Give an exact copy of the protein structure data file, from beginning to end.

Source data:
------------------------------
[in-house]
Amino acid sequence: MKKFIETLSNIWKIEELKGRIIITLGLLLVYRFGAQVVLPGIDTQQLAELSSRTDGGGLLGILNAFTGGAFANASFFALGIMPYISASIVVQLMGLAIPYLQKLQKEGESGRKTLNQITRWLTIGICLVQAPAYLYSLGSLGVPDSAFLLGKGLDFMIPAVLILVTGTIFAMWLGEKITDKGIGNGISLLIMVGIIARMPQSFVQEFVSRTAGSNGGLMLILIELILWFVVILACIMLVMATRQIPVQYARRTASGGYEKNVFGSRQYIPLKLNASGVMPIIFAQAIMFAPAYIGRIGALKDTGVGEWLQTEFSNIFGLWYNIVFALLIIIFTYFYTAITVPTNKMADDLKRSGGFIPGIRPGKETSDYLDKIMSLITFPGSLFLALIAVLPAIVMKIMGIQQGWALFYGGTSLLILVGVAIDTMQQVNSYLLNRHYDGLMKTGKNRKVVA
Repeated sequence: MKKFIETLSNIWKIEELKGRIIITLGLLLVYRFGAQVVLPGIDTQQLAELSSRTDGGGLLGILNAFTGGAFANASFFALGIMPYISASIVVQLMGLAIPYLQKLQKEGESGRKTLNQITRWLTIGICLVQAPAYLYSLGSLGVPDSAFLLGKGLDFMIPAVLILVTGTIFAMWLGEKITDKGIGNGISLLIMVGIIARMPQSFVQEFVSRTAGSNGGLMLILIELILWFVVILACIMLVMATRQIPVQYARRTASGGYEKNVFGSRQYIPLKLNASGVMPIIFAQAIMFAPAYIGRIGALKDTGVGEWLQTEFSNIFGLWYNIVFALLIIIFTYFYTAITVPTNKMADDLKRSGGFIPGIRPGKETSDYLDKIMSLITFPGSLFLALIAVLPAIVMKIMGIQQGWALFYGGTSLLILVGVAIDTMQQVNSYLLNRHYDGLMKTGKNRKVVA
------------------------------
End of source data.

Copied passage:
[in-house]
Amino acid sequence: MKKFIETLSNIWKIEELKGRIIITLGLLLVYRFGAQVVLPGIDTQQLAELSSRTDGGGLLGILNAFTGGAFANASFFALGIMPYISASIVVQLMGLAIPYLQKLQKEGESGRKTLNQITRWLTIGICLVQAPAYLYSLGSLGVPDSAFLLGKGLDFMIPAVLILVTGTIFAMWLGEKITDKGIGNGISLLIMVGIIARMPQSFVQEFVSRTAGSNGGLMLILIELILWFVVILACIMLVMATRQIPVQYARRTASGGYEKNVFGSRQYIPLKLNASGVMPIIFAQAIMFAPAYIGRIGALKDTGVGEWLQTEFSNIFGLWYNIVFALLIIIFTYFYTAITVPTNKMADDLKRSGGFIPGIRPGKETSDYLDKIMSLITFPGSLFLALIAVLPAIVMKIMGIQQGWALFYGGTSLLILVGVAIDTMQQVNSYLLNRHYDGLMKTGKNRKVVA
Repeated sequence: MKKFIETLSNIWKIEELKGRIIITLGLLLVYRFGAQVVLPGIDTQQLAELSSRTDGGGLLGILNAFTGGAFANASFFALGIMPYISASIVVQLMGLAIPYLQKLQKEGESGRKTLNQITRWLTIGICLVQAPAYLYSLGSLGVPDSAFLLGKGLDFMIPAVLILVTGTIFAMWLGEKITDKGIGNGISLLIMVGIIARMPQSFVQEFVSRTAGSNGGLMLILIELILWFVVILACIMLVMATRQIPVQYARRTASGGYEKNVFGSRQYIPLKLNASGVMPIIFAQAIMFAPAYIGRIGALKDTGVGEWLQTEFSNIFGLWYNIVFALLIIIFTYFYTAITVPTNKMADDLKRSGGFIPGIRPGKETSDYLDKIMSLITFPGSLFLALIAVLPAIVMKIMGIQQGWALFYGGTSLLILVGVAIDTMQQVNSYLLNRHYDGLMKTGKNRKVVA